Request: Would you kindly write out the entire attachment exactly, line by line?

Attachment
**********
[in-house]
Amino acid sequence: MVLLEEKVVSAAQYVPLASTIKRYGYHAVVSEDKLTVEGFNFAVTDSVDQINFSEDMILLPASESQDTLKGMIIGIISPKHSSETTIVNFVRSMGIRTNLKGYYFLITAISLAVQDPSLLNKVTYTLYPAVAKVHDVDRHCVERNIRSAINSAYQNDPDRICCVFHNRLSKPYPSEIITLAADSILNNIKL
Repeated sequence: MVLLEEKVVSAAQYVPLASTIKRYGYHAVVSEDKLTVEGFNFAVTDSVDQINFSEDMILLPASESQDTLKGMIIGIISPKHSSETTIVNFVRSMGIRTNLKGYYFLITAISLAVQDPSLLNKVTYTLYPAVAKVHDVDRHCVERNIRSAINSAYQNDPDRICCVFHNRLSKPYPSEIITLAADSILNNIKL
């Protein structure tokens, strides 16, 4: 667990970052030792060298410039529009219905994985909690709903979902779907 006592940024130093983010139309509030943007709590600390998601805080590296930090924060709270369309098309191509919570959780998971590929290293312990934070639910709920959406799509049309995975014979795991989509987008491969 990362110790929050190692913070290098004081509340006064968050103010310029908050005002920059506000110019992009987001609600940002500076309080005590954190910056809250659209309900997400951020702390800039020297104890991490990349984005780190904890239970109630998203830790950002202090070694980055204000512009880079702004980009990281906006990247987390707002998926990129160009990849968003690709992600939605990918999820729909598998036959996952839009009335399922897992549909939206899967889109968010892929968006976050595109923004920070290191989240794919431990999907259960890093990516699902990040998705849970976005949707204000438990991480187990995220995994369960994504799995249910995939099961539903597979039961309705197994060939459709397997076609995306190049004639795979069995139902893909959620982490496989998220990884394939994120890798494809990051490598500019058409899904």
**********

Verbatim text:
[in-house]
Amino acid sequence: MVLLEEKVVSAAQYVPLASTIKRYGYHAVVSEDKLTVEGFNFAVTDSVDQINFSEDMILLPASESQDTLKGMIIGIISPKHSSETTIVNFVRSMGIRTNLKGYYFLITAISLAVQDPSLLNKVTYTLYPAVAKVHDVDRHCVERNIRSAINSAYQNDPDRICCVFHNRLSKPYPSEIITLAADSILNNIKL
Repeated sequence: MVLLEEKVVSAAQYVPLASTIKRYGYHAVVSEDKLTVEGFNFAVTDSVDQINFSEDMILLPASESQDTLKGMIIGIISPKHSSETTIVNFVRSMGIRTNLKGYYFLITAISLAVQDPSLLNKVTYTLYPAVAKVHDVDRHCVERNIRSAINSAYQNDPDRICCVFHNRLSKPYPSEIITLAADSILNNIKL
């Protein structure tokens, strides 16, 4: 667990970052030792060298410039529009219905994985909690709903979902779907 006592940024130093983010139309509030943007709590600390998601805080590296930090924060709270369309098309191509919570959780998971590929290293312990934070639910709920959406799509049309995975014979795991989509987008491969 990362110790929050190692913070290098004081509340006064968050103010310029908050005002920059506000110019992009987001609600940002500076309080005590954190910056809250659209309900997400951020702390800039020297104890991490990349984005780190904890239970109630998203830790950002202090070694980055204000512009880079702004980009990281906006990247987390707002998926990129160009990849968003690709992600939605990918999820729909598998036959996952839009009335399922897992549909939206899967889109968010892929968006976050595109923004920070290191989240794919431990999907259960890093990516699902990040998705849970976005949707204000438990991480187990995220995994369960994504799995249910995939099961539903597979039961309705197994060939459709397997076609995306190049004639795979069995139902893909959620982490496989998220990884394939994120890798494809990051490598500019058409899904």